What causes vertigo?

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Experts define vertigo as a symptom and not a diagnosis or condition. However, it can be related to some symptoms like dizziness, nausea and even vomiting in the most severe cases.

Vertigo is the term used to describe the subjective sensation where a person feels their environment is rotating, rocking or spinning.

In some cases, vertigo is barely perceptible, but in others, it can be so severe that it can be difficult to maintain the balance and the patient may fall while standing. When vertigo is spontaneous or caused by any injury, it can last many hours or days before disappearing.

Vertigo can be classified as central or peripheral according to the cause. Peripheral vertigo is more common than central, and it is caused by abnormalities in the inner ear function. Central vertigo is caused by damage to different areas of the brain, like the cerebellum or the brainstem.

Here’s 11 causes of vertigo…

Common causes of ‘peripheral vertigo’

1. Benign paroxysmal positional vertigo (BPPV)

BPPV is considered the most common type of peripheral vertigo. It occurs because the canaliths don’t function properly inside the ear canals. Canaliths are tiny calcium particles in the ear canals that send specific signals regarding body movements to the brain to maintain the balance while moving and walking.

People with BPPV experience short and frequent bouts of vertigo, which are triggered by sudden movements, head traumas, or injuries to the inner ear.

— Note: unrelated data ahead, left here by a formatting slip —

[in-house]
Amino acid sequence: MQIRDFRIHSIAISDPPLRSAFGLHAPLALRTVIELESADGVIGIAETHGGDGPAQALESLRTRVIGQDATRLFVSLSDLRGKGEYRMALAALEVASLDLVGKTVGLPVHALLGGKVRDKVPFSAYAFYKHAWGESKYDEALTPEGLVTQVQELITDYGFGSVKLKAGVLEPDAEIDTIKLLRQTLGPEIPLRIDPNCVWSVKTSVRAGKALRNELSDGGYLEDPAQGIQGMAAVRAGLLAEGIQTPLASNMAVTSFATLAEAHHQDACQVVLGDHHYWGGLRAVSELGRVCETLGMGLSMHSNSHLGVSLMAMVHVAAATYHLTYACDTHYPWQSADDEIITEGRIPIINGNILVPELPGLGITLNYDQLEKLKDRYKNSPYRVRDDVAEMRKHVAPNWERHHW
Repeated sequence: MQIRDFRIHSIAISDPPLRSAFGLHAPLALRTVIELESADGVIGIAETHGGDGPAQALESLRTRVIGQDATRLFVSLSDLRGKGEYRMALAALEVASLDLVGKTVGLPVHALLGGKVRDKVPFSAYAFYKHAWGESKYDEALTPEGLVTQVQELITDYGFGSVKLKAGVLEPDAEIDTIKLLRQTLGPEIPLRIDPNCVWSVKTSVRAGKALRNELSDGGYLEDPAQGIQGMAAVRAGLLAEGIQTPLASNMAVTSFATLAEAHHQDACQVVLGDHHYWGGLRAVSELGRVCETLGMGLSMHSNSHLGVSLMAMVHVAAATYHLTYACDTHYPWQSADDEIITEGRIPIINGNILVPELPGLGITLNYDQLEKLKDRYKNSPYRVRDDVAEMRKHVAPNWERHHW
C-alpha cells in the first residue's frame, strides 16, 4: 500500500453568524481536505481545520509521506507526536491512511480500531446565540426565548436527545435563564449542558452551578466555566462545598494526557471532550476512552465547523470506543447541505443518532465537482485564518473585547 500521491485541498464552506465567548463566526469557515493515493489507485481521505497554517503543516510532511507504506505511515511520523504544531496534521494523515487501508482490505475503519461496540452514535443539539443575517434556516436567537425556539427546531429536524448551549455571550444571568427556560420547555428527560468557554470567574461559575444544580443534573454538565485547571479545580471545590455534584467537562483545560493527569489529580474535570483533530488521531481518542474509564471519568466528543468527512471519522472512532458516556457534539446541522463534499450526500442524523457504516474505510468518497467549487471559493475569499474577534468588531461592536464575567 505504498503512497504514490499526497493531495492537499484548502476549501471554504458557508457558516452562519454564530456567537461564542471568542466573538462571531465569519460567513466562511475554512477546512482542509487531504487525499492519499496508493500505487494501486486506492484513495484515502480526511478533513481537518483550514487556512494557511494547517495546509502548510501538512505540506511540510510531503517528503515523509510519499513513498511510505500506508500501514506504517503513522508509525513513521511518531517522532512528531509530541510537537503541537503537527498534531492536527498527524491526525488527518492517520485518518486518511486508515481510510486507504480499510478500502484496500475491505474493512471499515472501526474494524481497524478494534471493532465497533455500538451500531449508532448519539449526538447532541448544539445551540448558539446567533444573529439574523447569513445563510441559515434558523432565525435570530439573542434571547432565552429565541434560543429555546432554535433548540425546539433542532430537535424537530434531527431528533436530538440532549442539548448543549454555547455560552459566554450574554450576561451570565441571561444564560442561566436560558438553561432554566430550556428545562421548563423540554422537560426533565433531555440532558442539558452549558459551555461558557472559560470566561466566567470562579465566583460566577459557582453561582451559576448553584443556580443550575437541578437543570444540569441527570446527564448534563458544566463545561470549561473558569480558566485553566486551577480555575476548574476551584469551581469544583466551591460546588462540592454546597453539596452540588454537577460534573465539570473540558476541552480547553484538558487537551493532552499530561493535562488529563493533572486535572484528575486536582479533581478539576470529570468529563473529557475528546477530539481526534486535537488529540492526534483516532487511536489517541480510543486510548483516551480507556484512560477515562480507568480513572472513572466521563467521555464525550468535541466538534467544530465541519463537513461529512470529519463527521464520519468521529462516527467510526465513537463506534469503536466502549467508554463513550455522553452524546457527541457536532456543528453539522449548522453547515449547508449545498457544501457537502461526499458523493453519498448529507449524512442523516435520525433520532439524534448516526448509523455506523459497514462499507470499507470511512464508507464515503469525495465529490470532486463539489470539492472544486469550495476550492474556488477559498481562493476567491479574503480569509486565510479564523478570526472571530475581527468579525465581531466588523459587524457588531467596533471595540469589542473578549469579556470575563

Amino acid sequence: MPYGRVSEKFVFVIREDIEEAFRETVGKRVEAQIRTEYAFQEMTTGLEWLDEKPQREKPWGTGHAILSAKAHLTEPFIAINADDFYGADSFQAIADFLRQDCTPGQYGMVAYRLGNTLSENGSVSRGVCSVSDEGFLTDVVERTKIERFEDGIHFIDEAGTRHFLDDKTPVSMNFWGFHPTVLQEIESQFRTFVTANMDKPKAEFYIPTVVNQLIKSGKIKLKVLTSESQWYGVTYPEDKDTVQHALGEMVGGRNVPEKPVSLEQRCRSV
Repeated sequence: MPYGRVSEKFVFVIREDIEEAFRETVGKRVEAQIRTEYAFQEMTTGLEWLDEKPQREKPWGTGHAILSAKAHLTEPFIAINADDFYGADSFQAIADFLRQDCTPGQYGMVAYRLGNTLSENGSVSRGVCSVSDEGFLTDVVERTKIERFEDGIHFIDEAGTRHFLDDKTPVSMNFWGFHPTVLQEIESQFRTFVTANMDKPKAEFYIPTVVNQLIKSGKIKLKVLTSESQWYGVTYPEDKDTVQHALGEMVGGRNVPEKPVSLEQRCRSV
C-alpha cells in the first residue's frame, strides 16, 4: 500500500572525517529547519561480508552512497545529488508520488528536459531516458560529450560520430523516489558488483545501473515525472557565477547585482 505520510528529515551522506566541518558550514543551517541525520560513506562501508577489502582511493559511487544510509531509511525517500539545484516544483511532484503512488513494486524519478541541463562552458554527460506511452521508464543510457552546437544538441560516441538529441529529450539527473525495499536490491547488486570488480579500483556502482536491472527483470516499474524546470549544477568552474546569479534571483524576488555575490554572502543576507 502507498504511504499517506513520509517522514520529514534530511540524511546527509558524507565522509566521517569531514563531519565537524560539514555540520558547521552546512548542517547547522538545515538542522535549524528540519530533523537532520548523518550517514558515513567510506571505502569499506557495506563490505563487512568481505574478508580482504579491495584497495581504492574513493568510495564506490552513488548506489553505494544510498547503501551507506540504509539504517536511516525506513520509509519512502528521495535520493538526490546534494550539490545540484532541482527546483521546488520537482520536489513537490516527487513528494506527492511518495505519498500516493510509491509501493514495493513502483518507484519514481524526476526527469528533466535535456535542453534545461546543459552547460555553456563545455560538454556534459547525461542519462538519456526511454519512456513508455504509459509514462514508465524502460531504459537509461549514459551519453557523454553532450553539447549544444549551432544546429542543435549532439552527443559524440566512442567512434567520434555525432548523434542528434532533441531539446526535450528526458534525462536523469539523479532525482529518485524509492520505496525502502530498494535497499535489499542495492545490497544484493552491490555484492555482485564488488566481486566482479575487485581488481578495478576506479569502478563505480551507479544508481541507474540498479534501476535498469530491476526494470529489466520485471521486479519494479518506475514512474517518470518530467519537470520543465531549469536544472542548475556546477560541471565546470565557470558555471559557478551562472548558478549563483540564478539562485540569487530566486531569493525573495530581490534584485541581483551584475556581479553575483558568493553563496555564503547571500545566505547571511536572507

2. Head or neck traumas

Vertigo is a very common symptom in people who have experienced a head or neck trauma, most commonly from a vehicle accident, practicing contact sports, falls or assaults.

BPPV is closely related to the head traumas, in fact, approximately 28% of people who experience post-trauma vertigo is diagnosed and treated for BPPV.

More symptoms on next page…



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About Dr Aury Perozo 15 Articles
Aurelysmar Grimán Perozo is a doctor from the Centroccidental University "Lisandro Alvarado", with a diploma degree in occupational medicine, and certified in CPR (cardiopulmonary resuscitation), and advanced electrocardiography. In addition to her work as a doctor, she also writes as a freelancer in medical research.

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The content of this website is not intended to be taken as a replacement for professional medical advice, care, diagnosis or treatment of a doctor, dietician, nutritionist or fitness instructor. If you experience any medical symptoms you should consult your doctor immediately for proper diagnosis and treatment.